While vision is continuous, people move their eyes from point to point three to four times per second. In this study, the investigators found that when the eye touches the face, certain cells in the amygdala, the part of the brain that processes social information, responds and activates generating activity. memory.
“You could easily argue that the face is one of the most important objects we look at” Ueli Rutishauser, PhD, director of the Center for Neuroscience and Medicine at Cedars-Sinai and senior author of the study. “We make many important decisions based on looking at faces, including whether we trust someone, whether the other person is happy or angry, or whether we’ve seen the other person. this before or not.”
To conduct their experiments, the investigators worked with 13 epilepsy patients who had electrodes implanted in their brains to help determine the focus of their seizures. The electrodes also allow the researchers to record the activity of individual neurons in the patient’s brain. While doing so, the researchers tracked the position of the subject’s eyes with a camera to determine where they were looking on the screen.
The researchers also recorded the theta wave activity of the study participants. Theta waves, a distinct type of brain electrical wave, are generated in the hippocampus and are key to information processing and memory formation.
First, the investigators showed study participants images that included human and primate faces and other objects, such as flowers, cars, and geometric shapes. Next, they showed the participants a series of pictures of human faces, some of which they had seen in the first activity, and asked if they remembered them.
The investigators found that every time the participants’ eyes prepared to focus on a human face – and not any other type of image – certain cells in the amygdala set off fire. And every time these “face cells” activate, the pattern of theta waves in the hippocampus reset or restart.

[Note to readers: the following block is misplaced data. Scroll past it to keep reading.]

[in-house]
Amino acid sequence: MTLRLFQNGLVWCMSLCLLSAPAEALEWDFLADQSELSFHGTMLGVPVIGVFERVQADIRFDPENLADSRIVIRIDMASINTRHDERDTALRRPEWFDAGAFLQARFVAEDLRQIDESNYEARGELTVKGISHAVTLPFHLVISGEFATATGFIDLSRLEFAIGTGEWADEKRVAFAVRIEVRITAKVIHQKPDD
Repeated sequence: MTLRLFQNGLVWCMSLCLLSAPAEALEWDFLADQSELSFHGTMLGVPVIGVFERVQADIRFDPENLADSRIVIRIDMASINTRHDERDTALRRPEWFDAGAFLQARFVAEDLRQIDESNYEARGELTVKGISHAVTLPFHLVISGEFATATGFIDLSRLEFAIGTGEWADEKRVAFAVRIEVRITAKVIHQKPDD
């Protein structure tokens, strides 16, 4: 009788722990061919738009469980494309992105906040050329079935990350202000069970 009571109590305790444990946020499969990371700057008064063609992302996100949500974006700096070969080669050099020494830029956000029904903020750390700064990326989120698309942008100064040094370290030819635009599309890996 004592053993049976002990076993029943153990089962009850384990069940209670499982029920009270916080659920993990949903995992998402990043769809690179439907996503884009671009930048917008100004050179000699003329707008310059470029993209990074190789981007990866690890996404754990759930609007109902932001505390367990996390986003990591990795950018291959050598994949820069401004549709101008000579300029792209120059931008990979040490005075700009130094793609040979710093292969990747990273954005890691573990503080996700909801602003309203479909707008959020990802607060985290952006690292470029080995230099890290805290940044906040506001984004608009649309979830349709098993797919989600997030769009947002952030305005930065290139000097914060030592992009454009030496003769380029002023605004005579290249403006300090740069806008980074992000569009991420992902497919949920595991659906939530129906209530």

“We think this is a reflection of the amygdala preparing the hippocampus to take in new socially relevant information that will be important to keep in mind.” Rutishauser, Chair of the Board of Governors for Neuroscience and professor of Neurosurgery and Biomedical Sciences.
“Studies in primates have shown that theta waves restart or reset every time they move their eyes” Juri Minxha, PhD, a postdoctoral scholar in neurosurgery at Cedars-Sinai and first co-author of the study. “In this study, we show that this also happens in humans, and it’s especially strong when we’re looking at other people’s faces.”
More importantly, the researchers showed that the faster the subjects’ facial cells fired when their eyes were fixed on a face, the more likely the subject was to remember that face. As the subject’s face cells fire more slowly, the face they have fixed may be forgotten.
The subjects’ facial cells also acted more slowly when they were shown faces they had seen before, indicating that those faces were already stored in memory and that the hippocampus did not need to be remind.
These results suggest that people trying to remember faces may have amygdala dysfunction, Rutishauser said, noting that this type of dysfunction is linked to disorders related to social cognition. , such as autism.
The results also point to the importance of both eye movements and theta waves in the memory process, Rutishauser said.
“If theta waves in the brain are missing, this process that is activated by the amygdala in response to faces may not take place.” Rutishauser said. “Therefore, restoring theta waves could prove to be an effective therapeutic target.”